Community works to CRUSH Hunger

Oct 1, 2012

Hundreds of volunteers packaged thousands of food packages to send to hunger-stricken countries during CRUSH Hunger on Sunday. 

Alive in Christ Lutheran Church partnered with Numana, an international hunger relief organization, to put on the event, which was held at the Parkade Center from 8 a.m. to 4 p.m. Numana provides the food and packaging materials for events, but it is up to volunteers to package and fund it. Numana then ships the food to countries that need it.

Each meal costs less than $.30, so $75,000 can feed about a quarter of a million people. Each packet of food – basically, beans and rice – contains six servings. That's about one cup of food per person. 

Stephen McBee, developer of youth ministry at Alive in Christ, found Numana online while doing research on how to help the hungry. The church then reached out to other churches and the community as a whole to collaborate on volunteerism and funding.

Most of the volunteers weren't actually from Alive in Christ, Pastor Tim Morris said. Many came from other churches and the community as a whole. Woodcrest helped provide some of the funding, the youth group at Trinity Lutheran Church took a volunteer shift and several people from Christian Fellowship Church helped out. Hickman High School's HOPE Club, or Helping Our Peers Everywhere, also attended, among several others. 

Each food packaging shift was scheduled to last for two hours, but volunteers worked so quickly that shifts ended early.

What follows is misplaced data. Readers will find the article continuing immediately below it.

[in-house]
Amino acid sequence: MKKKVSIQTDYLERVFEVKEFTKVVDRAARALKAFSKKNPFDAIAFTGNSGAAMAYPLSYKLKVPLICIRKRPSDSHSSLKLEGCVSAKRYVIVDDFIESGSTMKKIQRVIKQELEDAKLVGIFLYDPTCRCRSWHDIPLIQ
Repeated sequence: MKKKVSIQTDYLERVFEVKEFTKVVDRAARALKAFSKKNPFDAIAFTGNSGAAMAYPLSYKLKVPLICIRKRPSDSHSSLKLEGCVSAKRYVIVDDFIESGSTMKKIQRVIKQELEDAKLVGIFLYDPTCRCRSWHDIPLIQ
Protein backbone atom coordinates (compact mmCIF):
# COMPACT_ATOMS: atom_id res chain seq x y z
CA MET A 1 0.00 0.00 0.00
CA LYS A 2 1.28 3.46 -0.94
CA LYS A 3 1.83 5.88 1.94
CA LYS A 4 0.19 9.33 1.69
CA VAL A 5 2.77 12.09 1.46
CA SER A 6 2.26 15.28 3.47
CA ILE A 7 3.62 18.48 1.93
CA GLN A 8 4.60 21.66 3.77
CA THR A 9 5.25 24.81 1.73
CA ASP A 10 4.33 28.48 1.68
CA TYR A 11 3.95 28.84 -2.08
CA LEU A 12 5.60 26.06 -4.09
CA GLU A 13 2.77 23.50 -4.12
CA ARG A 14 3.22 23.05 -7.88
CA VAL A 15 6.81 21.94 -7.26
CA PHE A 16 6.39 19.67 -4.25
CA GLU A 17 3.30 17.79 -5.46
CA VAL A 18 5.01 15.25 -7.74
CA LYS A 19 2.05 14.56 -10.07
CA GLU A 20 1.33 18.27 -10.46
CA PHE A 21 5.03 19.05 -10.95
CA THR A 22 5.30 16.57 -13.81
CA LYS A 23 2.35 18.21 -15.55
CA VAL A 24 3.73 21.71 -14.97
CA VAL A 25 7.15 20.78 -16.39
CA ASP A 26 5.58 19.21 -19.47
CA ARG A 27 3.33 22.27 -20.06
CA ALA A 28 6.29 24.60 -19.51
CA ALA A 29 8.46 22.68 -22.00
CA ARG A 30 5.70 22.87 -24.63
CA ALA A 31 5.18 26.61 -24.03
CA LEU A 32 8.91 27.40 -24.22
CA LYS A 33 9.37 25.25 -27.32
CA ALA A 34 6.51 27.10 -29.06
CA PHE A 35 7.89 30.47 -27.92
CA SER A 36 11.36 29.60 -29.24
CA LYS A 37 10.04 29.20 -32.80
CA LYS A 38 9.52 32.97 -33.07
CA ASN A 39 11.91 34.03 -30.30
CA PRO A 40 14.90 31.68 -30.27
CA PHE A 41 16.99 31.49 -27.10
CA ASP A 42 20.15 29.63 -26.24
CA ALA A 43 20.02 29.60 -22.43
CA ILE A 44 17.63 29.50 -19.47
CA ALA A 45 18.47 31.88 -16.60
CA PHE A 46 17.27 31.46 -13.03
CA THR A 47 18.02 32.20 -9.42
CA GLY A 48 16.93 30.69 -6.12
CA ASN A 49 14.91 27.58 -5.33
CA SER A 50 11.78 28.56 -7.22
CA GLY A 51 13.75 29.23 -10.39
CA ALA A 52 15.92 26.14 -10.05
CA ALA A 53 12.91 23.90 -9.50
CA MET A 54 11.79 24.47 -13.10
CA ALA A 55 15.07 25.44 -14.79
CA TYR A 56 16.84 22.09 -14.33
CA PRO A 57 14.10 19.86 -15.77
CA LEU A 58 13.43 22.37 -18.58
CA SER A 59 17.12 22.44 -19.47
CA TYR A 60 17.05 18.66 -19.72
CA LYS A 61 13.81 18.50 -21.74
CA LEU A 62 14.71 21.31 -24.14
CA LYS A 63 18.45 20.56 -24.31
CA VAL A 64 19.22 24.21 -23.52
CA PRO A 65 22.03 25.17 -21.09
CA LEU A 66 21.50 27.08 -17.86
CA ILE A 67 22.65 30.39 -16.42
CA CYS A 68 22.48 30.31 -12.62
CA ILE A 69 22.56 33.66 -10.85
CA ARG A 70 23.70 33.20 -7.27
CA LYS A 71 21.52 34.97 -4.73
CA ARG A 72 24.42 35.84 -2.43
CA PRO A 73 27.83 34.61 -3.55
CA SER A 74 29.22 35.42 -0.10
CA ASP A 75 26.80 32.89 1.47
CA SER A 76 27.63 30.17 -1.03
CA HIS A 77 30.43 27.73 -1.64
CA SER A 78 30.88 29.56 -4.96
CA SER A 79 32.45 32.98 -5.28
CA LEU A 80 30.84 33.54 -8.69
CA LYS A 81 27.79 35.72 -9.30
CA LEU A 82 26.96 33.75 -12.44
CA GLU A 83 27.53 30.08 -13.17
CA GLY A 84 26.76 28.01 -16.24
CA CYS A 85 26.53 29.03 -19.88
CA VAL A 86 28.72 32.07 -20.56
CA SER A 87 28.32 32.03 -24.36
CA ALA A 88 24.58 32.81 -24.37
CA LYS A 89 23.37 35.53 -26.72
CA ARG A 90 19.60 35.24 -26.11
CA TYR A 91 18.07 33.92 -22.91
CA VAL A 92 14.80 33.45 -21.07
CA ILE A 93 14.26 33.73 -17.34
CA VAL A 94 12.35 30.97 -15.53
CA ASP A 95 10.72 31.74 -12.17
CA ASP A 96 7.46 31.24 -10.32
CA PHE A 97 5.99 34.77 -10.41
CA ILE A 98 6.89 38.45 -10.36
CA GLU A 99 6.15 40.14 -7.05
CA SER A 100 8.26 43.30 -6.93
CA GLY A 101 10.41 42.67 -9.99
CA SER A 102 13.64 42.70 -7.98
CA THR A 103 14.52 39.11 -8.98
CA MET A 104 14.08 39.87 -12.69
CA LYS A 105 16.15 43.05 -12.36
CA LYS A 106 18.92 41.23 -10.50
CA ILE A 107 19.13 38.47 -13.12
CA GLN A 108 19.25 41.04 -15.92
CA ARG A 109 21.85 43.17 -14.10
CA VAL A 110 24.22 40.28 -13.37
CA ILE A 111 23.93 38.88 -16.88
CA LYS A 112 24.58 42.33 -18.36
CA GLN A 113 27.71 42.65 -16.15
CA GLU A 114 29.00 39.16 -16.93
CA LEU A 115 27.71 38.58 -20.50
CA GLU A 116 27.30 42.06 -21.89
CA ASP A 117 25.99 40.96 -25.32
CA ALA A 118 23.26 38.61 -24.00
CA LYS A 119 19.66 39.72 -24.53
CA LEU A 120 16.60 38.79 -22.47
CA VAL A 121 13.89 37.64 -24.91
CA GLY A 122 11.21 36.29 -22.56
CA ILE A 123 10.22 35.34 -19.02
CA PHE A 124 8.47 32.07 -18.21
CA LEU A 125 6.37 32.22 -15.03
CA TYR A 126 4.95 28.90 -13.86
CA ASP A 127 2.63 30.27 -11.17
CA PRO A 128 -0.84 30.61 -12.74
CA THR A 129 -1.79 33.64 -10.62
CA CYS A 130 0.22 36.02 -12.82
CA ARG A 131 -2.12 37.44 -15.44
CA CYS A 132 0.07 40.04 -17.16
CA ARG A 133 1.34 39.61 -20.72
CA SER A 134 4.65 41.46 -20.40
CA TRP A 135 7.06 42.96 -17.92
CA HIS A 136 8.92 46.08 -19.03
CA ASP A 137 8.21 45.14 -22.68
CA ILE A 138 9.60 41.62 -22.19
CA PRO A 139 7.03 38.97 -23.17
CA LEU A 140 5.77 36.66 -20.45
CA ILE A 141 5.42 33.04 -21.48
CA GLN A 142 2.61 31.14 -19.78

"They packaged so well that there's downtime," said Rachelle Nebergall, director of events and volunteers for Numana. She said Numana has packaged 25 million meals in the past three years. 

On Sunday by 11 a.m., more than 300 volunteers had completed 55,000 food packets – and that was just partway through the day.

 

Nebergall said one of her co-workers recently returned from a food delivery trip and met a family in which two grandparents were caring for 10 grandchildren. The children's mothers had both died of AIDS, and the children only got to eat every three days.

Here in the U.S., "We hear about starving, but we've never witnessed it," she said.

And she said when there are people going hungry in the U.S., there are organizations and programs that help, such as food banks.

The Food Bank for Central and Northeast Missouri was also part of this event – volunteers were asked to bring peanut butter to donate to the food bank's Buddy Pack program. Children who don't have access to enough nutritious food during weekends receive the packs to take home from school on Fridays, and peanut butter is in short supply and high demand. 

This story was written in partnership with ColumbiaFAVS, mid-Missouri's source for news about faith and values. To see more photos from the event, go to ColumbiaFAVS' Facebook album "CRUSH Hunger 2012."